Downsizing Reviewed By Clayton Barnett

The Premise
Imagine what might happen if, as a solution to over-population, Norwegian scientists discover how to shrink humans to five inches tall & propose a 200-year global transition from big to small. People soon realize how much further money goes in a miniaturized world, & with the promise of a better life, everyman Paul Safranek & wife Audrey decide to abandon their stressed lives in Omaha in order to get small & move to a new downsized community — a choice that triggers life-changing adventures.

The Review
In an overpopulated world plagued by natural disasters, would you shrink down to 12 centimetres? The short answer (pun intended) is no. 

If Alexander Payne’s latest comedy is anything to go by a literally microcosm of America is much the same as the big world, people are still selfish – they’re not doing it for the planet - and the poor minorities still clean up after them.

It’s a point Payne hammers home, along with other big ideas that appear when the film literally sails off in a different direction in the third act. 

I feel this movie was smaller (sorry) in scale when it was first put into production back in 2009, and Payne’s indie approach may have made for a better, and less seemingly studio-interfered with, flick. 

But there’s still some little (apologies again) touches to like about this climate-change focused drama comedy – and its way more drama than comedy than the trailer insinuates FYI.

There are some great size-related gags, Christoph Waltz is just hilarious, the actual visuals – especially of the process – are a treat and it will definitely make you ponder the state of the world. 

Plus for the first time in forever it seems Hollywood knows how to cast a truly internationally flavoured film of cultures and ethnicities. just a shame Hong Chau’s pidgin English is a bit on the nose.

And poor Matt Damon, who had a forgettable 2017. From the heights of the brilliant The Martian to three successive flops – the Chinese co-production The Great Wall, Clooney’s Suburbicon and now a US $68 million film that made only $5 million on opening weekend.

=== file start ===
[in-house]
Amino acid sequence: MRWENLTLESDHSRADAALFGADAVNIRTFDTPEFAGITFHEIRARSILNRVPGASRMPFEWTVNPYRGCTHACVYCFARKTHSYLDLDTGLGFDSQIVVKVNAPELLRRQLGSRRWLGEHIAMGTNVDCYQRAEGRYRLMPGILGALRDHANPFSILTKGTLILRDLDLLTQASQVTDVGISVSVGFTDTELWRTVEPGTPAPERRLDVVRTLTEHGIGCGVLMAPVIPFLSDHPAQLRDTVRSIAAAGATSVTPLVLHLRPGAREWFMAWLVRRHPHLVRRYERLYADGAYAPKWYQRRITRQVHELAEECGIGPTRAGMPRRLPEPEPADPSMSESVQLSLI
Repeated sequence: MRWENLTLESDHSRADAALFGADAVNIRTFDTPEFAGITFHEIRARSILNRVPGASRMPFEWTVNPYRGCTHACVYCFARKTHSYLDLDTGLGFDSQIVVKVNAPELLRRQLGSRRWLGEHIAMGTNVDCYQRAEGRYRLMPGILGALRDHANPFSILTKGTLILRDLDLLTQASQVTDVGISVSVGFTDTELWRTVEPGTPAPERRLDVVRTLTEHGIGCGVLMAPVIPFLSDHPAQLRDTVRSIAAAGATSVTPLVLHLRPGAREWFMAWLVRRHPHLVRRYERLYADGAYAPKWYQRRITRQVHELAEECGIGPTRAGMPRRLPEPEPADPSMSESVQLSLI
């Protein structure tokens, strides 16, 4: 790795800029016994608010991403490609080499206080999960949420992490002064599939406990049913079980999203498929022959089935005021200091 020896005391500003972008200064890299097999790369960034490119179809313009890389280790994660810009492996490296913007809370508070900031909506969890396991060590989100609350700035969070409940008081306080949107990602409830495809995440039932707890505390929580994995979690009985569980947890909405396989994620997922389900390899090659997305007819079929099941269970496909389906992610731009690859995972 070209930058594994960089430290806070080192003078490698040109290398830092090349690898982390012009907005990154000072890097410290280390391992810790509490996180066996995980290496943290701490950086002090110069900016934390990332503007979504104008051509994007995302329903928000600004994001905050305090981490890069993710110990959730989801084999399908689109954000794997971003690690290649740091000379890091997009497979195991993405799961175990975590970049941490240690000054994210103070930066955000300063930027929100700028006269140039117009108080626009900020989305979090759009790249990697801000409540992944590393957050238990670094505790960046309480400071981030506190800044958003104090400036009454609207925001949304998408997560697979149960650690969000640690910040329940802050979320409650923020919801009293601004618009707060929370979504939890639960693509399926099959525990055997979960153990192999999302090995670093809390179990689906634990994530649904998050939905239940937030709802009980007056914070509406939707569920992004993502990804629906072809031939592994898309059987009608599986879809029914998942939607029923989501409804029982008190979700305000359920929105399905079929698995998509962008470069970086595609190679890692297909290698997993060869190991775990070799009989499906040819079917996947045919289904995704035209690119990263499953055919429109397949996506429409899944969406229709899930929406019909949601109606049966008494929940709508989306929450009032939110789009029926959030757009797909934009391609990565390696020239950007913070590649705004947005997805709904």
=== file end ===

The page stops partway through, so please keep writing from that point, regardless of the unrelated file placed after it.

But when he’s paired up with Hong the movie really works. With humour and humanity the two help the poor and sick migrants, and you’re reminded with what’s important in life. 

The Verdict
A film filled with big interesting ideas - and the visuals to match – is just let down by a few shortcomings. 

The Trailer


The Info
Releases: 25th January 2018
Rating: M – Contains drug use, offensive language & nudity
Duration: 135 minutes 
Genre:  Drama/ Comedy
Starring: Matt Damon, Christoph Waltz, Hong Chau and Kristen Wiig
Director: Alexander Payne (Nebraska, The Descendants)

The Extras
A memorable scene from the trailer does not appear in the final film: A group of down-sized people are drinking from a life-sized bottle of Vodka, which in the "small" world would hold the comparative volume of hundreds of gallons.

This is the first film, since Citizen Ruth, that Alexander Payne has written that is not based on a book.

Meryl Streep, Reese Witherspoon, Paul Giamatti, and Sacha Baron Cohen were all previously attached to this movie.

The village was filmed in Kelso Quarry Park in Milton, Ontario, Canada.

Was filmed at Alexander Payne's high school alma mater, Creighton Prep in Omaha, Nebraska.

First English film of Rolf Lassgård.

Alexander Payne had originally wanted Paul Giamatti to play the Matt Damon role.

Kristen Wiig replaced Reese Witherspoon in the lead role, preventing the reunion of Witherspoon and director Payne (they have collaborated on Election (1999))

The building which houses the scientific conference at the beginning of the movie is actually the Aga Khan Museum, located in Toronto, Canada

Damon's father passed away on the same day the film opened in the U.S.

This is Alexander Panye's and Jim Taylor's fifth writing collaboration following Citizen Ruth (1996), Election (1999), About Schmidt (2002) and Sideways (2004).

Downsizing premiered at the 74th Venice International Film Festival on August 30, 2017. It was chosen by the National Board of Review as one of the top ten films of 2017, while Chau has earned a nomination for Best Supporting Actress at the 75th Golden Globe Awards.